The use of a needle does it. The fabric will be picked up from the surface and transferred to the machine.

The pantograph can also be used for other types of work like zig-zags, scallop quilting, etc.

VII. Stitch The Second Row of Pattern

Stitching the second row of pattern pieces is easy, but the second row has to be stitched in a 2:1 ratio. The machine should sew each side of the pattern piece onto the first side to do this.

Then the machine should stitch both sides of the pattern piece in one go. If you are using a single thread and doing it top-down, then stitching each layer or two layers at a time will help you stitch them without any errors.

VIII. Complete Stitching With the Bottom Edge of the Quilt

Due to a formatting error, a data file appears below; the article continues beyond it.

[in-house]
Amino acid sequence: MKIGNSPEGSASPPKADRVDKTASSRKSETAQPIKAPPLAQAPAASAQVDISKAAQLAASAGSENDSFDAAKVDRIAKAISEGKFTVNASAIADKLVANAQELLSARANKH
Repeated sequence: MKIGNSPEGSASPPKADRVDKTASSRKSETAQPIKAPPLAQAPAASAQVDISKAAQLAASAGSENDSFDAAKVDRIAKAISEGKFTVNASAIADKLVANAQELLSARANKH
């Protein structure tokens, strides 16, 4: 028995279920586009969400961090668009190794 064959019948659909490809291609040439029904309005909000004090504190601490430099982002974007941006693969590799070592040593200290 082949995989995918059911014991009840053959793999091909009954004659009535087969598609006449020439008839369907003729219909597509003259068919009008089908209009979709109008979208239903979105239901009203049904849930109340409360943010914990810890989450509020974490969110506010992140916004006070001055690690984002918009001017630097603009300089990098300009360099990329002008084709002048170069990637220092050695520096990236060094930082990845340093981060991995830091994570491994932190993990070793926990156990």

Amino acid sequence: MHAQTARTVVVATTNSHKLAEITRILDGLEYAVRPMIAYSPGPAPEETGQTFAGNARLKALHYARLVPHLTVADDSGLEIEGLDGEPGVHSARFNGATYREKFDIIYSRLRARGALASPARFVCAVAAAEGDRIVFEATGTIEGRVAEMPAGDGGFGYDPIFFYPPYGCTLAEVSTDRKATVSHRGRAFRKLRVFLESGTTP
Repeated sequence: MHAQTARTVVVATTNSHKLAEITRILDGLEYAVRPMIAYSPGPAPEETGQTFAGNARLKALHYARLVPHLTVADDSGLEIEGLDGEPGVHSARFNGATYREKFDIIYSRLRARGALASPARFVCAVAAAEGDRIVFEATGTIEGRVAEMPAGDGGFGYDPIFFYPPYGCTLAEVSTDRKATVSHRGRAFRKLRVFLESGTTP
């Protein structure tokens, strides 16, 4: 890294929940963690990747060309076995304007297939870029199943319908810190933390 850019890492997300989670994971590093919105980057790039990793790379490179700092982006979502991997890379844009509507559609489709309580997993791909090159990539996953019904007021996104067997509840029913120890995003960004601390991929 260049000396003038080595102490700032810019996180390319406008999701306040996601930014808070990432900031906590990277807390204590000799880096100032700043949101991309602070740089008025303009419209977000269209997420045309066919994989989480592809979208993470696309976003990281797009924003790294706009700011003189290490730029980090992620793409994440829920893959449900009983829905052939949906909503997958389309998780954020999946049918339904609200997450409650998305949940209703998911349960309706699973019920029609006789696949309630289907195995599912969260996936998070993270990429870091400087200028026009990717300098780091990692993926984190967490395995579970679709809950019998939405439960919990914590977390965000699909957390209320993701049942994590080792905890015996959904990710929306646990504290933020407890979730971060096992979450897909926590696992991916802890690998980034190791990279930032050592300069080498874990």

One of the main reasons we use pantographs for quilting is that it dramatically reduces the number of runs.

The pantograph automatically stitches the top edge to the bottom edge. It does this without any need for manual stitching. It eliminates the chance of a run. Sewing machines only stitch with one thread, and every stitch they do leaves a tiny hole in the fabric. It is known as the “hole-in-the-fabric” or “tear” effect.

A pantograph on its own can achieve such perfect stitches that no trace of a tear remains in the fabric. It leaves no visible defect on the surface of quilt pieces.

And your quilt is ready.

Final words

Quilting is not stitching together the layers of padding and fabric; it is an art form from ancient days. And people need to keep this alive. It is good that technology has given it a space in its lap. And quilting machines come into the scene. They are more beneficial as they lessen the tedious task of stitching with hands.

Also, pantographs make maintaining the repetition easier and make the quilt look perfect.

Hope after reading this article you got enough idea how to use a pantograph for quilting. You may have observed that making a beautiful quilt is no rocket science if you find interest in the job.